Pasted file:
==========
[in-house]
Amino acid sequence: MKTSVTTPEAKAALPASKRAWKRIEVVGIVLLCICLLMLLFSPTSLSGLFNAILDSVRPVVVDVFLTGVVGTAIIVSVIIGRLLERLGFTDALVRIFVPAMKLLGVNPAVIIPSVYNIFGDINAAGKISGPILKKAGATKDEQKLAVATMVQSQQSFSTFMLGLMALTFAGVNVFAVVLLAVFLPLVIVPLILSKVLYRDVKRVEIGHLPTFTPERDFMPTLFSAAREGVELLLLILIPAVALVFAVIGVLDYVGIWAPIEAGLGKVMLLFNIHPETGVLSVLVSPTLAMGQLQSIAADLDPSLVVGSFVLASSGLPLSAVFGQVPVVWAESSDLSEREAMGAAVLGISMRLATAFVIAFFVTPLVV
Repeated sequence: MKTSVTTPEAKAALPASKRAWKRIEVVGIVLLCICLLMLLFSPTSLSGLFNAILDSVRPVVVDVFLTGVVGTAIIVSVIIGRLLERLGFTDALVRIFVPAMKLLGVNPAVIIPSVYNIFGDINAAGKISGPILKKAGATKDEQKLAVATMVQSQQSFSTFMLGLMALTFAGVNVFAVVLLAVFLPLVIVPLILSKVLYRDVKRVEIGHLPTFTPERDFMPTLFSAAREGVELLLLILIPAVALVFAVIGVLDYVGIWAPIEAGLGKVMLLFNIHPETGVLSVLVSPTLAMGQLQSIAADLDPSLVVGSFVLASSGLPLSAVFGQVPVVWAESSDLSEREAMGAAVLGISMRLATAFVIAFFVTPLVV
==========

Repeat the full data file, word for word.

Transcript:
[in-house]
Amino acid sequence: MKTSVTTPEAKAALPASKRAWKRIEVVGIVLLCICLLMLLFSPTSLSGLFNAILDSVRPVVVDVFLTGVVGTAIIVSVIIGRLLERLGFTDALVRIFVPAMKLLGVNPAVIIPSVYNIFGDINAAGKISGPILKKAGATKDEQKLAVATMVQSQQSFSTFMLGLMALTFAGVNVFAVVLLAVFLPLVIVPLILSKVLYRDVKRVEIGHLPTFTPERDFMPTLFSAAREGVELLLLILIPAVALVFAVIGVLDYVGIWAPIEAGLGKVMLLFNIHPETGVLSVLVSPTLAMGQLQSIAADLDPSLVVGSFVLASSGLPLSAVFGQVPVVWAESSDLSEREAMGAAVLGISMRLATAFVIAFFVTPLVV
Repeated sequence: MKTSVTTPEAKAALPASKRAWKRIEVVGIVLLCICLLMLLFSPTSLSGLFNAILDSVRPVVVDVFLTGVVGTAIIVSVIIGRLLERLGFTDALVRIFVPAMKLLGVNPAVIIPSVYNIFGDINAAGKISGPILKKAGATKDEQKLAVATMVQSQQSFSTFMLGLMALTFAGVNVFAVVLLAVFLPLVIVPLILSKVLYRDVKRVEIGHLPTFTPERDFMPTLFSAAREGVELLLLILIPAVALVFAVIGVLDYVGIWAPIEAGLGKVMLLFNIHPETGVLSVLVSPTLAMGQLQSIAADLDPSLVVGSFVLASSGLPLSAVFGQVPVVWAESSDLSEREAMGAAVLGISMRLATAFVIAFFVTPLVV